David Reid OAM
David Reid OAM was a significant pioneer of Kodaly-inspired teaching in South Australia. In the 1970s, he introduced music education to the newly established Salisbury College of Advanced Education. Along with Margaret Lange (a music advisor with the SA Education Department Music Branch) and Jean Haese (a mature aged student at Salisbury College), David was influenced by lectures and workshops presented by Deanna Hoermann in Adelaide in 1977. These presentations were sponsored by the publisher Dominie and were held at Salisbury College. As a result of this encounter, Deanna invited them to attend the second national Kodály Summer School held in Canberra in 1978.
David, Margaret and Jean were very excited at what they learned in Canberra. On their return to Adelaide and discussion with Deanna Hoermann, they set up a June long weekend conference to provide Kodály-inspired professional development to South Australian music teachers. The conference was funded by the SA Education Department Music Branch and held at the Goodwood Orphanage. It was presented by Deanna Hoermann, Margaret Holden (UK) and Kati Losonczy (Hungary) who was on a visiting appointment at Melbourne University. Over 70 people came to the event. At the conclusion of the conference a special meeting was called and the South Australia Branch was formed under the guidance of Deanna Hoermann.
David and Salisbury College became the centre of Kodály-inspired music making and learning in South Australia. He was an excellent mentor when the program was in its infancy with few resources to support the project. He provided leadership in musicianship and solfege sessions. David and Margaret became a dynamic duo, writing music and books. The first was “Fun Through Singing” which sold over 2000 copies in its first print. This book was based on Margaret’s work teaching games and materials to David’s students. It also included songs gathered from various sources, mainly Scouts and Girl Guides of which many of their songs were not written down. David would observe teaching, analyse the music and write teaching procedures.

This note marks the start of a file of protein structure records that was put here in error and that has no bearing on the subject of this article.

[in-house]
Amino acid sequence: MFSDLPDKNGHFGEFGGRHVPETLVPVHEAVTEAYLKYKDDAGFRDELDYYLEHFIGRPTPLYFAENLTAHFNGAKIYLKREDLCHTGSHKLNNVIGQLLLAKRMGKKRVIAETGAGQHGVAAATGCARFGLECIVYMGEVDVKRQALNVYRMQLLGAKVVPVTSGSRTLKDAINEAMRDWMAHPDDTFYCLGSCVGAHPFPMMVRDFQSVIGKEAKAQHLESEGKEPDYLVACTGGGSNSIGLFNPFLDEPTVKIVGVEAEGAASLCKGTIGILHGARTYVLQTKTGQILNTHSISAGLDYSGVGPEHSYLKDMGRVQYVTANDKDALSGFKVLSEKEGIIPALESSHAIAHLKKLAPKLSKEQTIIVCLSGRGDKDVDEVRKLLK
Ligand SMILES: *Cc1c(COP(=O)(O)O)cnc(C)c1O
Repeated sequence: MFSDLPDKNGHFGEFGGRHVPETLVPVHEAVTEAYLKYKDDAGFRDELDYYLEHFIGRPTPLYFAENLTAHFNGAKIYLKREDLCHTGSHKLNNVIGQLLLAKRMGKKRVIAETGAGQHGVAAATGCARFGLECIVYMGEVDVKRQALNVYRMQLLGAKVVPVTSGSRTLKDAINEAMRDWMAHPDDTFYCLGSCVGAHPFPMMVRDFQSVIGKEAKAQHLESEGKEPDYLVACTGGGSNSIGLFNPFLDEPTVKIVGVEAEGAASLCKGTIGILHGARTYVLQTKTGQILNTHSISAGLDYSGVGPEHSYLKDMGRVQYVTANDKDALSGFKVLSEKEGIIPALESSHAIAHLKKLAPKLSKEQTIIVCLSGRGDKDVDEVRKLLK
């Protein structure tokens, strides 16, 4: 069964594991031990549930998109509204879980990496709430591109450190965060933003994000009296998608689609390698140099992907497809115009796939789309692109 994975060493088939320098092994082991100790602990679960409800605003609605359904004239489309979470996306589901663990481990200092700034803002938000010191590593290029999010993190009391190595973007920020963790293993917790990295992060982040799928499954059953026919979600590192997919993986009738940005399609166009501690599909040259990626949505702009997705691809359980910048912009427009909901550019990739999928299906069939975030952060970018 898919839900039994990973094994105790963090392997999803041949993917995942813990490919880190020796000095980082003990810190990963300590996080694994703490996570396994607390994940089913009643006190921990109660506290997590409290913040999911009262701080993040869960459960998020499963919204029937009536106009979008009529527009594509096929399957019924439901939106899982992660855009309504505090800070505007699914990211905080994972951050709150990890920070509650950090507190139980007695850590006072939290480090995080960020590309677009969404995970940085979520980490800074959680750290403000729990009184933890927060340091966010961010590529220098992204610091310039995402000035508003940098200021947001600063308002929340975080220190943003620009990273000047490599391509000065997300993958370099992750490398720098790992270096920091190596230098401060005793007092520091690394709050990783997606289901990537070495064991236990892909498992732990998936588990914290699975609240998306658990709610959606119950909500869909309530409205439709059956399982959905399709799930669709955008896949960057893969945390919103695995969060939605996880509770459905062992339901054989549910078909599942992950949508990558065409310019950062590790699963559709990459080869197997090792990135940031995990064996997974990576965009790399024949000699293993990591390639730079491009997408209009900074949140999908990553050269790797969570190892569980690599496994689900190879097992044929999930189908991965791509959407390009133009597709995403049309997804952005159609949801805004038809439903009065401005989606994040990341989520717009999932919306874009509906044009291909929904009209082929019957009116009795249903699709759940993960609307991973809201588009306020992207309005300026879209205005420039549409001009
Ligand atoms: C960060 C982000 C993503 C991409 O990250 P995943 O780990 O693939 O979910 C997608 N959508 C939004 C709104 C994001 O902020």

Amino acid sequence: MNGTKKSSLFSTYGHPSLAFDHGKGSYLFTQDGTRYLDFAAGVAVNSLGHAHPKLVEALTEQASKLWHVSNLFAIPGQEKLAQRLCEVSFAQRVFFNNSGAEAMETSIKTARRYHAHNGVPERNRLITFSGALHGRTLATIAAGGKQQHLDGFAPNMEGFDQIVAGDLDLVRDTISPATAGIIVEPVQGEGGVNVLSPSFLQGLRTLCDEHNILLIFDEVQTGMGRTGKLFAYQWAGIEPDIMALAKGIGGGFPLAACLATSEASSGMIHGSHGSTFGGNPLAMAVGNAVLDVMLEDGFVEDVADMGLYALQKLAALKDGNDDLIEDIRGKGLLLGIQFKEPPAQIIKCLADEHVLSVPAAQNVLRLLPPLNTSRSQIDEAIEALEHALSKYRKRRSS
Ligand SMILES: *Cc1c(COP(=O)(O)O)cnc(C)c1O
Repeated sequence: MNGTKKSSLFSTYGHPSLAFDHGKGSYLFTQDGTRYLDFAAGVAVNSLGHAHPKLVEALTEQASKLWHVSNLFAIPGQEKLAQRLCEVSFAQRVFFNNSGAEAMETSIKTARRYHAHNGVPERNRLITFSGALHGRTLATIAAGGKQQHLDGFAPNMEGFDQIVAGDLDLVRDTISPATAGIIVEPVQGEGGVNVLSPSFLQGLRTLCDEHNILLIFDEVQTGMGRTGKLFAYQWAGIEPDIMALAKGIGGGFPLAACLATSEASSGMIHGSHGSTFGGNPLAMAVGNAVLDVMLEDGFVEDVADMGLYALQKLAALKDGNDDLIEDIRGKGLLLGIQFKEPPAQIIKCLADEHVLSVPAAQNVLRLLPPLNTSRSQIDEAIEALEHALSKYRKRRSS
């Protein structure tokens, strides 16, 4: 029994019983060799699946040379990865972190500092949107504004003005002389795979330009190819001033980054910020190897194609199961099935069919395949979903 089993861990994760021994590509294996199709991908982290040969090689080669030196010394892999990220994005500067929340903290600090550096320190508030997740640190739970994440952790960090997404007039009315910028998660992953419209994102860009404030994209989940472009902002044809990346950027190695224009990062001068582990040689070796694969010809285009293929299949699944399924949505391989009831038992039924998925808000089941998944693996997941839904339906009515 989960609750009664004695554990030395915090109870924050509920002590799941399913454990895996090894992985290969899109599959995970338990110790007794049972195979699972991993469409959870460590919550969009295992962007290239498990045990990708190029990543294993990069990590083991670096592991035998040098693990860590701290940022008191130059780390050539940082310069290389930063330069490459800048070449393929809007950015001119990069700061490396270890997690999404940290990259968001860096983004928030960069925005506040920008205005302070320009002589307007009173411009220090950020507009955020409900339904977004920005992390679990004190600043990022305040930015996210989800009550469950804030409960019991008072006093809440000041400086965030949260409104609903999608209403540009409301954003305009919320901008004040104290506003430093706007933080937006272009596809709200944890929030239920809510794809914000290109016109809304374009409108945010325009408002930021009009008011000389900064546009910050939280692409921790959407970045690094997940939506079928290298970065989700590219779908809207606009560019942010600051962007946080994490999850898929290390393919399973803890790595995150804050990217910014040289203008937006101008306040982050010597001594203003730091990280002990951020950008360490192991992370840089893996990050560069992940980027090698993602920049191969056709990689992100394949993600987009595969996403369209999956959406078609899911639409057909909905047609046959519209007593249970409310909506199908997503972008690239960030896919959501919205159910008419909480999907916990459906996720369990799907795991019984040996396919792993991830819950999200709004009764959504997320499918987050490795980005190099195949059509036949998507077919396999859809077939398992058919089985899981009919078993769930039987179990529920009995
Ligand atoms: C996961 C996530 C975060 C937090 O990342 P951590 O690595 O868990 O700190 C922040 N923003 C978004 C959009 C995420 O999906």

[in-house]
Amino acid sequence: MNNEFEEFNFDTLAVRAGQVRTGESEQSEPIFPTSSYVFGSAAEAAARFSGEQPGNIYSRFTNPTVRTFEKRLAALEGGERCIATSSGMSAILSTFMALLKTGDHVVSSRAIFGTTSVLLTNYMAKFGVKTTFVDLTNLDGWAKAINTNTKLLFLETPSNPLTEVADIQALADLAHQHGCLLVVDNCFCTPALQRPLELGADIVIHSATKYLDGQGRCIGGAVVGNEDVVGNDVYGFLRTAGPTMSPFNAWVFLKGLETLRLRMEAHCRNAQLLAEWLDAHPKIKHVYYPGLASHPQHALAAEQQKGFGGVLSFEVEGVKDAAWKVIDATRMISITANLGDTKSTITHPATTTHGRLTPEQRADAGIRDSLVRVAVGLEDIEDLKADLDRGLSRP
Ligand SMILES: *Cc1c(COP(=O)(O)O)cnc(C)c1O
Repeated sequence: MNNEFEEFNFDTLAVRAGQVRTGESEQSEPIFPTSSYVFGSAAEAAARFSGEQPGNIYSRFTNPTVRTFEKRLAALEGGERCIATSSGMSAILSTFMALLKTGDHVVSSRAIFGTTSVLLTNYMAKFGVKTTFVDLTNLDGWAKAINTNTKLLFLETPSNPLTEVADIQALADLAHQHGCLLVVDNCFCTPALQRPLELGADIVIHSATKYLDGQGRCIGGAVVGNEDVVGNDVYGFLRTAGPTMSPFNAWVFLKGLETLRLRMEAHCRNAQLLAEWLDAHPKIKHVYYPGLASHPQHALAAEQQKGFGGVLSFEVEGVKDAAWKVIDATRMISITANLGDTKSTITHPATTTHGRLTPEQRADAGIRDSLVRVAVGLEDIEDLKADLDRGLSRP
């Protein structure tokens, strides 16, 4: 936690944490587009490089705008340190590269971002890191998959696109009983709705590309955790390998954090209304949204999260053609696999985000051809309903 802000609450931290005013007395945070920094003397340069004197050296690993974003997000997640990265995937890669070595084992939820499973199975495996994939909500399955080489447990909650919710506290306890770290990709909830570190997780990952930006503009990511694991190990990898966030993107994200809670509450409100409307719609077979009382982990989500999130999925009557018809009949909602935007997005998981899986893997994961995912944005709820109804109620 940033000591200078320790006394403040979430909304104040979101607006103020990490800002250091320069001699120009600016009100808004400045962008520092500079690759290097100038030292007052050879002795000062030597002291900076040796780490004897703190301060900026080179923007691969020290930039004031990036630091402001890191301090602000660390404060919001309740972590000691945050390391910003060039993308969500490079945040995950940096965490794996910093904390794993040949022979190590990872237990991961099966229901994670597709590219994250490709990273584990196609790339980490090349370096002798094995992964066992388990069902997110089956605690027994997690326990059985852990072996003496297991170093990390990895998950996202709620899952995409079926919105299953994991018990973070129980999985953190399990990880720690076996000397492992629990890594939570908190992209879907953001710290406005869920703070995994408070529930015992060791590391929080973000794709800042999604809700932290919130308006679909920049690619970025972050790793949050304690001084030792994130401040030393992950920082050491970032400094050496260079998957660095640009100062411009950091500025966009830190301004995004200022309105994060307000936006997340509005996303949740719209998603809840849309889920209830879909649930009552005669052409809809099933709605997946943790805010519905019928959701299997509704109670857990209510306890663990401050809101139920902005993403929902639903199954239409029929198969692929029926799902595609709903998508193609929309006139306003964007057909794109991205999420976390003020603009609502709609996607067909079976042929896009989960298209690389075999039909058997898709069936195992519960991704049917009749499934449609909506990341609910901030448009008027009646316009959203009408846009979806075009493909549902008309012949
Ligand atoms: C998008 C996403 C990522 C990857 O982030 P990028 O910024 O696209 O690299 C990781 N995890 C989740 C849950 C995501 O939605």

David was a committee member of the South Australia Branch for 7 years during which he held the position of Secretary then President for 4 years (1980, 1982, 1983, 1984). Even after his retirement, David continued to be active in teaching, conducting, mentoring and making music in the community. He conducted the Norwood Symphony Orchestra for 23 years and his service to choral and orchestral music in the community was recognised by being awarded a Medal of the Order of Australia (OAM) in 2016.
Many teachers and consequently children have been inspired and enjoyed the fun of music making through David’s lifework. David was awarded Honorary Life Membership of the Kodály Music Education Institute of Australia in 2019 for significant service to the South Australia Branch and contribution to the Australian Kodály movement.
Honorary Life Members
Whilst the formation of Kodály WA emerged during 2010, it was on 23 January ten years ago that our branch officially became an incorporated association. This means this year we celebrate the 10th anniversary of Kodály WA! During our first …
On behalf of Kodály Australia, I write to thank you for your support this year and offer our best wishes for the festive season. Despite the unimagined challenges of 2020, there is still much to be thankful for. The pandemic …
Today was a landmark occasion in the history of Kodály Australia. This year for the first time we postponed the national conference and brought our community together online – and what a success it was! Nearly three hundred music educators …
Join fellow educators throughout the world for a day of inspiring online presentations, practical workshops and engaging discussions led by internationally renowned leaders. The Summit will be recorded and all registered will receive access to the recording. So if you can’t make it on the day, still …
Kodály Australia stands against racism and discrimination in all forms. The Black Lives Matter movement has energised important conversations and learning in the global music education community concerning systemic racism and oppression, cultural appropriation, decolonisation, and censorship of indigenous cultures. …